Do you remember that old Diana Ross song?”Reach out and touch somebody’s hand.Make this world a better place, if you can.”
Ms. Ross knew what she was singing about: the simple act of touching really does offer a plethora of benefits.
From our earliest moments, touch is a critical factor in our social development and health. As babies, a touch is the primary way that we explore and interact with our world. A caregiver’s touch fosters attachment and communication. Wordlessly, touch can communicate comfort and security, but it can also warn a curious explorer not to interact with an object. Touch in the form of massage has many benefits, including improved sleep, reduced irritability, and increased sociability among infants as well as improved growth of premature infants.
Though we’re never touched as much as in childhood, we never outgrow the benefits of being touched.
As adults, we use touch to communicate nonverbally, bond with others, and foster social growth.
Recent studies of the unique power of touch have found that:
- Seemingly insignificant touches yield bigger tips for waitresses
- People shop and buy more if they’re touched by a store greeter
- Strangers are more likely to help someone if a touch accompanies the request.
- Touching on the court even predicted performance across all NBA teams.
So why does yield such amazing results in everyone from infants to professional athletes?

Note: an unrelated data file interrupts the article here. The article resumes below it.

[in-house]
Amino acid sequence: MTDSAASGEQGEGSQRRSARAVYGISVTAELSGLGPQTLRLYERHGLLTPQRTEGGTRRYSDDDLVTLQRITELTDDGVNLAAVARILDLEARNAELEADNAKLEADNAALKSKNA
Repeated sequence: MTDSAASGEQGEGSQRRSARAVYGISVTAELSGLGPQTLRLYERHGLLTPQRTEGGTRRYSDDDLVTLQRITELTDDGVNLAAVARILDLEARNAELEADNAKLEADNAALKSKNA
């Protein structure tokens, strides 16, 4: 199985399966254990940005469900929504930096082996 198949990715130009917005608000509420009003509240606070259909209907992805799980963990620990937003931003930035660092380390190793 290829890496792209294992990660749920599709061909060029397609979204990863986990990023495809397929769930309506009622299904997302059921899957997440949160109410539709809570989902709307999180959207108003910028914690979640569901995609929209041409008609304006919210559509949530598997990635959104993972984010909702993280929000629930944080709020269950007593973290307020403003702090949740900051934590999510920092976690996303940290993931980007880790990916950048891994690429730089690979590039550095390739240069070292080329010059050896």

Biochemically, touch lowers the stress hormone, cortisol, and stimulates the release of the bonding hormone, oxytocin. Touch is naturally reciprocal: you can’t touch another person without being touched.
Of course, touch is also the building block of connection and intimacy in a romantic relationships.
Depending on the stage of the relationship, touch functions in different ways. Generally, the amount of touch in relationships increases at the beginning of relationships, peaks in early marriage and then tapers off to a level that is comfortable for both partners. This can tricky for couples when their children are young if one parent is on touch-overload from being with the children and the other is touch-starved from being in a professional environment all day.
While happy couples do tend to touch more, the true indicator of a health in romantic relationships is not how often your partner touches you, but how often he or she touches you in response to your touch. The stronger the reciprocity, the higher the emotional intimacy and satisfaction in the relationship.
We live in a fast-paced, goal-directed, multitasking world, fueled by technology. Unfortunately, we touch our smartphones more than we touch each other. Yet, touching continues to be a primary means of communicating with those we love, whether we are conscious of it or not. Our need for a caring touch is normal and healthy and we never outgrow it. Consider giving the people in your life what they really need but might not ask for: a big hug!